Vail Christian’s Christmas production is Tuesday
If you go ...
What: “Changed by the Story,” Vail Christian High School Christmas production.
When: 7 p.m. Tuesday, Nov. 29.
Where: Grace Auditorium, Vail Christian High School, 31621 U.S. Highway 6, Edwards.
Cost: $10 adults, $5 students.
More information: Buy tickets at the door or at vailchristianschool.org. The auditorium will be configured with arm chairs and coffee tables, instead of traditional auditorium seating.
Rob Hixon was driving along one day when his phone rang. He pushed a hands-free button and answered.
Melinda Carlson’s sweet-as-honey Southern lilt filled the car … most of the time you’d pay Carlson 10 bucks an hour just to listen to her talk.
The usual Christmas plays didn’t suit Vail Christian High School’s theater students, so they wrote their own.
Hixon wrote most of it, with lots of help from lots and lots of people … lots and lots and lots of people, including Carlson, who’s the faculty director.
“What are you doing?” Carlson asked Hixon.
“Driving,” he replied.
“Well, pull over. We need to work on this,” she said.
So he did, and they did. There he was with his laptop open on the side of the road, working on the play.
What’s it about?
The action takes place on a New York City subway train. Five groups of people are on their way to Rockefeller Center on Christmas Eve when their New York subway train breaks down: New York University students stiffed for their paychecks and unable to travel home, a family, the Rockettes, fashion designers and Christmas carolers.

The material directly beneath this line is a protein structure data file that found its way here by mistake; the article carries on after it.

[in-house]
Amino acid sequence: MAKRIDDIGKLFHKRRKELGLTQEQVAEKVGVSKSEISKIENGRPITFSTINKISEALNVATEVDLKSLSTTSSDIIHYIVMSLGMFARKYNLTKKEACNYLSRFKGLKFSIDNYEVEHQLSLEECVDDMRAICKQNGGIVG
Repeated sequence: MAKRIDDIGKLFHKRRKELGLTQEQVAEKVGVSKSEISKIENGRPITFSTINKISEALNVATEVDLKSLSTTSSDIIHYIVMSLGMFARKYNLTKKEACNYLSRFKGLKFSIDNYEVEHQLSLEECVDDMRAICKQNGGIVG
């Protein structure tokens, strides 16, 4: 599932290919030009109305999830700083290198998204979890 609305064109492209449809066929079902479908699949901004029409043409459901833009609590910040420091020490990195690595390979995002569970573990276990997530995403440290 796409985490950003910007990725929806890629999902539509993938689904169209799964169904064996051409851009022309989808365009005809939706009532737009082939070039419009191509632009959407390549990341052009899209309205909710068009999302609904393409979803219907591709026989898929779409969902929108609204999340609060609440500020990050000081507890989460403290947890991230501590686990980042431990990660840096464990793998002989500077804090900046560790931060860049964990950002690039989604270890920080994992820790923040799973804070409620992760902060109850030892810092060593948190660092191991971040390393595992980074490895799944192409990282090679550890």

They’re missing a big piece of their Christmas spirit, but, as they get to know one another in their stranded subway car, find it in each other.
That train, by the way, finally does start moving.
The Write stuff
Wander back in time a couple of months and Hixon stopped Carlson in the hallway one day to ask about the school’s Christmas production.
“I can’t sing, I’m not the best dancer. What can I do? Who’s writing the script?” Hixon asked.
Hixon wants to study screen writing in college, so Carlson smiled at him and said, “How about you?”
He’s happy he did it, but there were some moments.
“We haven’t done anything by the book yet. We’re writing the book as we go,” Hixon said.
They even wrote their own music. Mack Callicrate and Emily Novak choreographed the dance numbers.
The cast members divided themselves into groups and developed their own characters and backstories. As in all good literature, there are problems and solutions.
Then they gave it to Hixon, who wrote the script around all that.
“We rewrote it four or five times until we have the production we have now,” Hixon said.
Only four or five? He got off light, he says now.
“The kids were giving him all kinds of feedback,” Carlson said.
The writing process was filled with meetings — school-day meetings with students, late-night meetings with Carlson, there were even times when he was encouraged to pull over while he was driving because, “We had an idea and we need to work on this,” someone would say into Hixon’s cellphone.
All ideas are good … in the right context … but not every idea fits every project.
“Yeah, there are no explosions or fireworks,” Hixon said. “Apparently there’s some New York City law against fireworks on trains.”
Staff Writer Randy Wyrick can be reached at 970-748-2935 or email@example.com.
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